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Wait! One More Thing

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After Jesus had completed the plan of salvation by ushering in the New Covenant, He made several post-resurrection appearances. These visits were purposeful; He did not come back to make small talk or chit-chat about old times. For example, John adds a post-script to his gospel by adding what is designated as Chapter 21. It seems that John puts the pen down, then after thoughtful contemplation, says, “Oh, one more thing…”

The dialogue in this final chapter of John is principally with Peter. Peter and some of the other young disciples decided to go back to their fishing careers. The crew had caught a large amount of fish, but the nets did not break. This might be a clue that they had bought all new equipment.  Jesus asks, “Do you love me more than these [fish]?”  Peter, having denied Jesus just a short while before, was stuck. He had to submit to Christ, and he did. Although Peter was regarded by his contemporaries as ordinary and uneducated, he and the others, along with the Holy Spirit, turned the world upside down.  It may be that in the midst of your career, the Lord asks the same question. “Do you love me more than life as you know it?”

As a generation we are better equipped to disciple the nations than at any other time in history.  We are not specifically called to evangelize the nations. That may be a part of discipleship, but after 150 years of modern missions, evangelism has, for the most part, not worked to produce generations of people in “receiving” countries that are prepared to equip others.

Nations of the world are not asking Westerners to do evangelism, church planting, church growth, education, business, government, or healthcare; they are asking us to help them to do it.  Will you be part of the movement to disciple the nations? For you see, at the end of His time on earth, Jesus is quoted as saying, “Now therefore go and make disciples of the nations” [Matthew 28:19].  The sense we get from scripture then, is that the first thing Jesus may ask us in glory is, “What did you do with my last request?”  What is your life-response?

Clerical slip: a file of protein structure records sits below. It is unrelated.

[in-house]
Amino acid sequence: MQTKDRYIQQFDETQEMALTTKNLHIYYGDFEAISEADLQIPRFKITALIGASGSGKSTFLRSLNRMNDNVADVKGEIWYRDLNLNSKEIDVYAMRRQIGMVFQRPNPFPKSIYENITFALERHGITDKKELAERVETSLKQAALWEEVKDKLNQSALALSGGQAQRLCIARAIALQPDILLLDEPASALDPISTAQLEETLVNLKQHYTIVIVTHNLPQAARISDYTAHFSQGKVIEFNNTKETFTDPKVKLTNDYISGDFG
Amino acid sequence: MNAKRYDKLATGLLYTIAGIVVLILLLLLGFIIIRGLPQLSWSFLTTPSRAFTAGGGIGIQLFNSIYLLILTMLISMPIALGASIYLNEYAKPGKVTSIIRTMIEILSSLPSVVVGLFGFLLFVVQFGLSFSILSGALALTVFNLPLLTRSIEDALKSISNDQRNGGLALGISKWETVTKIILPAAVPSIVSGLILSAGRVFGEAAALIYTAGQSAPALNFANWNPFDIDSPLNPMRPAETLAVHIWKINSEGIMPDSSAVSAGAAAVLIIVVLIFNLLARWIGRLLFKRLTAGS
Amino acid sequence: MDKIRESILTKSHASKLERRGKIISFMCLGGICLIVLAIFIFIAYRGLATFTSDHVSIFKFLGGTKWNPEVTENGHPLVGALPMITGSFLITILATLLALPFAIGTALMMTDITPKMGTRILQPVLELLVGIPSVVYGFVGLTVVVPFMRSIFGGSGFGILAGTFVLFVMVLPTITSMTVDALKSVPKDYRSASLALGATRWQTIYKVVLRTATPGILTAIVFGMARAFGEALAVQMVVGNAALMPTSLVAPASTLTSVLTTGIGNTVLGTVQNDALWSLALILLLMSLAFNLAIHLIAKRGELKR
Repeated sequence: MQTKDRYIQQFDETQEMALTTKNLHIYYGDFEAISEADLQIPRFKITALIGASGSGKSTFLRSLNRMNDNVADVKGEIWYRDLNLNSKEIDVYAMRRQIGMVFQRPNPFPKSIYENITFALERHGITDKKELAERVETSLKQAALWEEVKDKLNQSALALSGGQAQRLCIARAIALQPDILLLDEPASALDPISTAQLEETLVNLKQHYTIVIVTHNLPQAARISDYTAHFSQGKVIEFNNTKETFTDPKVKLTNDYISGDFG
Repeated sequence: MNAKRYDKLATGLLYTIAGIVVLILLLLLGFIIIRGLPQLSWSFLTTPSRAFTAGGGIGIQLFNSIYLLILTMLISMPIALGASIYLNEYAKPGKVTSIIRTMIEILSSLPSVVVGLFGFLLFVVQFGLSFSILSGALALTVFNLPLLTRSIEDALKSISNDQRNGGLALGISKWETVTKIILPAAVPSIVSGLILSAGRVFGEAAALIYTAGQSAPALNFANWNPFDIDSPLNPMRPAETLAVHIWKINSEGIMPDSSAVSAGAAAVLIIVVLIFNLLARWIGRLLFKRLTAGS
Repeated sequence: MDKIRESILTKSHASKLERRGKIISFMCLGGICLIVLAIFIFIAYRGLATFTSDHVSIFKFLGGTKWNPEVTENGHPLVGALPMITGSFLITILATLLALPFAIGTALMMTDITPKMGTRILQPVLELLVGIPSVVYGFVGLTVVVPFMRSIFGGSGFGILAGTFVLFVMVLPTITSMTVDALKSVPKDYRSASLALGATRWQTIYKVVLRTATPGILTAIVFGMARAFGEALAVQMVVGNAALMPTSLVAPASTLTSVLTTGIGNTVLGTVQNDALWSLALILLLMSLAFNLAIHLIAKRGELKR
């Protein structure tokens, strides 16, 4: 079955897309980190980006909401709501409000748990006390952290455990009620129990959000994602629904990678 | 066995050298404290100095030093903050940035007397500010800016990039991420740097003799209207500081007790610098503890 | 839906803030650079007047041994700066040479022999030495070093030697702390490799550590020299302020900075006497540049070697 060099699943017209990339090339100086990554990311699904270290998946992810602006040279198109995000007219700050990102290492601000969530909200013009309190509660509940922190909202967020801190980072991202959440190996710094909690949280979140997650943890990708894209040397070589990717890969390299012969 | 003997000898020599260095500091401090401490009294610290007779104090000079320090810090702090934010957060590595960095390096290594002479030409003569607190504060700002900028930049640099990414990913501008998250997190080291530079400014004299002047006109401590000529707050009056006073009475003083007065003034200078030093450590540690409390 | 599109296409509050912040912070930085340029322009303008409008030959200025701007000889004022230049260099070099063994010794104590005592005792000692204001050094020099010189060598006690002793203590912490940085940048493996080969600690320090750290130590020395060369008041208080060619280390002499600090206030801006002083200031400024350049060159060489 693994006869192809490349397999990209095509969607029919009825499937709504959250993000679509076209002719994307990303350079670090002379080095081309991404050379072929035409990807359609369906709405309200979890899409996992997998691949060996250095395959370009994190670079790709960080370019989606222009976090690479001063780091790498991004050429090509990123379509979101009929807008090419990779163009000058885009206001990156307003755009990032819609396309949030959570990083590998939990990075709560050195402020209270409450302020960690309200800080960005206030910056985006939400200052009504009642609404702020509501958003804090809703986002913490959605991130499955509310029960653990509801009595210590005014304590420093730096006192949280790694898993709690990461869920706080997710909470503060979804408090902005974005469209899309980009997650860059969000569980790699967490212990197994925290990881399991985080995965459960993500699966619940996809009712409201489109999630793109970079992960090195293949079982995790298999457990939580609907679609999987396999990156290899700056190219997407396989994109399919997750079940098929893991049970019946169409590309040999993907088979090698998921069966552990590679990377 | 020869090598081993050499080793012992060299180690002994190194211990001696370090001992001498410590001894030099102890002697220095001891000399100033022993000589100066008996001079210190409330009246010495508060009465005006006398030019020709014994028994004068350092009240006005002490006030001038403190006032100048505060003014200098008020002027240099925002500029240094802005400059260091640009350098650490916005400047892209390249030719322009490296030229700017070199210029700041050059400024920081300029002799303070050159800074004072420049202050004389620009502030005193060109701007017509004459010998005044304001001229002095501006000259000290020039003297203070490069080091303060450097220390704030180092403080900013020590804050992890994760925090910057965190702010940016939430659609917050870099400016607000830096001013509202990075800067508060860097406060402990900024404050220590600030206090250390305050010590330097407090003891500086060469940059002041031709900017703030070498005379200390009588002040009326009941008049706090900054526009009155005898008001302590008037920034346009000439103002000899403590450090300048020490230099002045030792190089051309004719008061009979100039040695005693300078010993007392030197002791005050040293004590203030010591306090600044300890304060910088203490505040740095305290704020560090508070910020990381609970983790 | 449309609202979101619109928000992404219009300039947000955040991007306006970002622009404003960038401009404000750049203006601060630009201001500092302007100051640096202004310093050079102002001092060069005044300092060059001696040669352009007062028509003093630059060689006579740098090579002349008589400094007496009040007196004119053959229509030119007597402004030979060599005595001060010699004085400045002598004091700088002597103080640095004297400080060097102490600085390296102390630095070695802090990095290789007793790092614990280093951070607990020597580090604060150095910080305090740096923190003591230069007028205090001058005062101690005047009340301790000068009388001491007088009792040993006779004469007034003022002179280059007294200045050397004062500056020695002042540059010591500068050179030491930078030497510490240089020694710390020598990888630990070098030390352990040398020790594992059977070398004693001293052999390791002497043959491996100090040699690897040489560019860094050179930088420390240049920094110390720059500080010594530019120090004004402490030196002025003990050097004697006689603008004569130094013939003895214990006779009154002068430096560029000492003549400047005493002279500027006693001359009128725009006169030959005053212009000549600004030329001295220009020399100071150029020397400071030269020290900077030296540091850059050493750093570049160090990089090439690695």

Nelson Malwitz, Founder, Chief Innovation Officer

Nelson Malwitz, Founder, Chief Innovation Officer

Nelson is the generic Evangelical baby-boomer. Born in 1946, raised in the C&MA, he attended Urbana ’67 in college. He holds an MS degree in Chemical Engineering and worked in R&D positions in American industry for 33 years. Nelson is an inventor with formal training in methods of creative problem-solving. He was a founding elder at Walnut Hill Community Church in Bethel, CT (1982) and served in many leadership capacities of what is now one of the largest Evangelical churches in New England. In 1998 Nelson founded the Finishers Project, now MissionNext. Locally he attends a Torah study and serves as chairman of the Sewer Commission in his community to be a witness among unchurched leaders.

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2 thoughts on “Wait! One More Thing”

  1. I too have found considerable blockades to serving Jesus Christ as He commanded. I have served with several large and small organizations in the US, Latin America, Asia and Africa.

    My passion is to serve and set up an leadership institute in the area of St. Petersburg, Russia and in Slovakia. I have operated an international prayer chain on the Internet since 1997. I am currently writing training materials (Bible Studies) that are delivered free and without restriction or obligation to pastors in Tanzania, Kenya, Uganda, Rwanda, Malawa, and Russia.

    In July I will be 72 and still have a burning passion to comply with Matthew 28:19, 20, and 2 Timothy 2:2. If this is a possibility within your organization I would be very interested in talking more.

    Seems like you are already very busy, but now want to do something different or something more. Since you have extensive experience, we suggest you complete a profile, see what organizations match your passion and experience, then make a proposal for ministry. Mission organizations are very open to you taking initiative.

    Reply
  2. I have been doing a lot of study about how we do church, and am more and more convinced that at a certain time we took the wrong turn as the community of believers, and now find ourselves not meeting the goal for which we launched out. Strange that the lord made it all so simple, yet we complicate things to our detriment.

    The answer is in Matthew 28:19-20 (disciples and nations). We are to teach them, not do it for them. I agree with you totally.

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